by Mitch Kokai
Senior Political Analyst, John Locke Foundation
“Like a car, only better.” That slogan for Corvette sold a lot of cars, but, until last week, it was never used with regard to classified documents. President Joe Biden responded to a question Thursday from Fox’s Peter Doocy about the disclosure of additional classified documents found in his garage next to his corvette at his home in Delaware. The president responded “My Corvette is in a locked garage, OK? So, it’s not like they’re sitting out on the street.”
Like his car, it sounded like classified documents are even better to house in a garage.
There is no question that Biden’s 1967 Chevrolet Corvette Stingray is one hot car. Most of us would take the Stingray over an assortment of classified Ukraine briefing papers or memos. However, foreign intelligence may be more discerning.
The fact is that the argument that you protected classified documents as carefully as your Corvette will not cut it with the criminal code. As the Justice Department stated in the Trump filings, their mishandling of classified material can be a criminal act. The Justice Department cited provisions included 18 U.S.C. 793 (Gathering or Transmitting Defense Information) and 18 U.S.C. 2071 (Concealment, Removal, or Mutilation Generally).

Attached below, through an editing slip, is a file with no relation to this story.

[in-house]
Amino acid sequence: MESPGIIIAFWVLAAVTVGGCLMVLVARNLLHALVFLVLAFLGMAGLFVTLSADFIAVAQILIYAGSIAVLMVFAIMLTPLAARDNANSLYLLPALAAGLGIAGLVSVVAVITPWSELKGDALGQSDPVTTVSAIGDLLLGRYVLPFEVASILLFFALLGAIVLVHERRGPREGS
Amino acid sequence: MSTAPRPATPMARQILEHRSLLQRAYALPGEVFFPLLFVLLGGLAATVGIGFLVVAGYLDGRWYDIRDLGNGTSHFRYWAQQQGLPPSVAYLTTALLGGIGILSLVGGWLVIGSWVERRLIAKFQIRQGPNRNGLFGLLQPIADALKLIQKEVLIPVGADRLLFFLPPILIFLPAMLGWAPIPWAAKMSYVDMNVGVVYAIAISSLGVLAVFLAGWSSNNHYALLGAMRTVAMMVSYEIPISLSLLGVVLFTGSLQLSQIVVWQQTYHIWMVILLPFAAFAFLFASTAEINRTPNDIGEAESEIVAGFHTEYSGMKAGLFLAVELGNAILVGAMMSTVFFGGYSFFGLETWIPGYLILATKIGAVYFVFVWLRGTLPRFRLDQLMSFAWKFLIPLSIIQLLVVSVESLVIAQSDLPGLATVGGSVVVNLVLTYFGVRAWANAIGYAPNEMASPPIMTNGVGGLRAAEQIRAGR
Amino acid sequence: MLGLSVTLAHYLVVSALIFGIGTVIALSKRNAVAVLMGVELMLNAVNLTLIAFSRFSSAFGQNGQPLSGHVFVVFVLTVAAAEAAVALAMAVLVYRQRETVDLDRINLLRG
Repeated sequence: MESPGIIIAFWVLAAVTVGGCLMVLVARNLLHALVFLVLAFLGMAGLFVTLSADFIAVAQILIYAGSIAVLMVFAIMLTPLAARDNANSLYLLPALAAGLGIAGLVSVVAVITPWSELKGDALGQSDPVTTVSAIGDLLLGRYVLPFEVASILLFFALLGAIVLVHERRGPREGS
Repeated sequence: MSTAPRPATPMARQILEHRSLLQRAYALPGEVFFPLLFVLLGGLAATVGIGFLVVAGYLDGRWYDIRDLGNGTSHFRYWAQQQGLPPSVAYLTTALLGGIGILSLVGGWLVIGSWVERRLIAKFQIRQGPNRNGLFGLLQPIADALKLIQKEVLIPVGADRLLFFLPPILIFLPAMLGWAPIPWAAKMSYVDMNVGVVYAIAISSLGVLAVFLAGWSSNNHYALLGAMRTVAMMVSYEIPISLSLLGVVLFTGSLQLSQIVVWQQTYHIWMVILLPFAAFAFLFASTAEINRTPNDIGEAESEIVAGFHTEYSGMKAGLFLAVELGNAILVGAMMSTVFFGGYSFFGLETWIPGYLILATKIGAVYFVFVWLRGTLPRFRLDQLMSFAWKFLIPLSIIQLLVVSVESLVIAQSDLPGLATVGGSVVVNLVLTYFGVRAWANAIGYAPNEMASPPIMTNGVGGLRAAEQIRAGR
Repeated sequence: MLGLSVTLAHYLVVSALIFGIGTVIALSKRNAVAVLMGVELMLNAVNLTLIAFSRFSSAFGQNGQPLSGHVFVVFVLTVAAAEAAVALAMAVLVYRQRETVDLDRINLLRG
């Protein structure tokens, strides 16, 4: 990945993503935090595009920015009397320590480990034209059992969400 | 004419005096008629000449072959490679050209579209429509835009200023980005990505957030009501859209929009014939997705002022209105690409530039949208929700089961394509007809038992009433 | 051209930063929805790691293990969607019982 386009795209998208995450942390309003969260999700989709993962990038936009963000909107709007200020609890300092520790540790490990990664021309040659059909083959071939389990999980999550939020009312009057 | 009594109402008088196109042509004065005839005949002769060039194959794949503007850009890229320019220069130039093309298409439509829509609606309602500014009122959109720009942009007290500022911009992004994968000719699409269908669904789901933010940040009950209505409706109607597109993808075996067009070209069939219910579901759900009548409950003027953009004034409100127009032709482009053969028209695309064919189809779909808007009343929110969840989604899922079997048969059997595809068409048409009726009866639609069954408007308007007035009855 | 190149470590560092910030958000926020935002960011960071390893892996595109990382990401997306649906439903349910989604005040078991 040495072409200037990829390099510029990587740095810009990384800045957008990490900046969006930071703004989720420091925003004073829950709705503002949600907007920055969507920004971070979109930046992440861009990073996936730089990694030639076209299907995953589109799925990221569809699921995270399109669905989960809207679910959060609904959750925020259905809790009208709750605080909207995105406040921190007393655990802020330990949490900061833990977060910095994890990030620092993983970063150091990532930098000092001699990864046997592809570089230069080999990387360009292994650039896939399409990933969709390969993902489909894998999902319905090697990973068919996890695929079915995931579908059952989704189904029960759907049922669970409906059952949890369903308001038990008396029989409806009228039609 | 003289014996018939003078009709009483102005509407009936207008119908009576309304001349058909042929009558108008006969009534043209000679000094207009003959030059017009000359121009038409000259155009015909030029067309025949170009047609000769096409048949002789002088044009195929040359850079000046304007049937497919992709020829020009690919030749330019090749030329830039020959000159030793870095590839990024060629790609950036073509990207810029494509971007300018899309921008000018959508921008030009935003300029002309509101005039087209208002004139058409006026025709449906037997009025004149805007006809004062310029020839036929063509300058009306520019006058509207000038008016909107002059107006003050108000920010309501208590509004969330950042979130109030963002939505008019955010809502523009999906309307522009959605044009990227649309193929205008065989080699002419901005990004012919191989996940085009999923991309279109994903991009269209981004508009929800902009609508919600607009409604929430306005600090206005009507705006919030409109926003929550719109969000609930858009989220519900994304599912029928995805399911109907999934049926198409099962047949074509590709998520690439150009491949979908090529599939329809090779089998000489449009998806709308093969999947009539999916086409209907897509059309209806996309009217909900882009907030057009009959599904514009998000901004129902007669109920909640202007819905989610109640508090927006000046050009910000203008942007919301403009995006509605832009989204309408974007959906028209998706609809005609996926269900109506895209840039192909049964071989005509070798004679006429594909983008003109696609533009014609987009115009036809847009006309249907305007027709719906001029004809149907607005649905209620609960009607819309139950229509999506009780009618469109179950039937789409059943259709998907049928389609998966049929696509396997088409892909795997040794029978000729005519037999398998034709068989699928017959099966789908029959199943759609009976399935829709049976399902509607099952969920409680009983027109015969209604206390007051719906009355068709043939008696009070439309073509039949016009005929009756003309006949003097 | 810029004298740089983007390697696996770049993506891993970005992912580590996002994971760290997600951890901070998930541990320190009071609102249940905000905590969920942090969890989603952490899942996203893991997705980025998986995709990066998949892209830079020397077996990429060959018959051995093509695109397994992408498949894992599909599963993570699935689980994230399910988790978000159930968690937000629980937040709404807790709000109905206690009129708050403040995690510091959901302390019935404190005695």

Despite that history, many of experts assured the public, without any evidence but a couple leaks, that there was no criminal conduct involving Biden.
Harvard Professor Laurence Tribe has previously run through the criminal code on what Donald Trump should be charged with, including witness tampering, obstruction of justice, criminal election violations, Logan Act violations, extortion, espionage, and treason by Trump or his family. …
… Yet, when Biden was accused of the same unlawful possession of classified information, Tribe needed no further evidence. He declared “One is criminal (Trump). And one is not criminal (Biden). Say it in plain English.”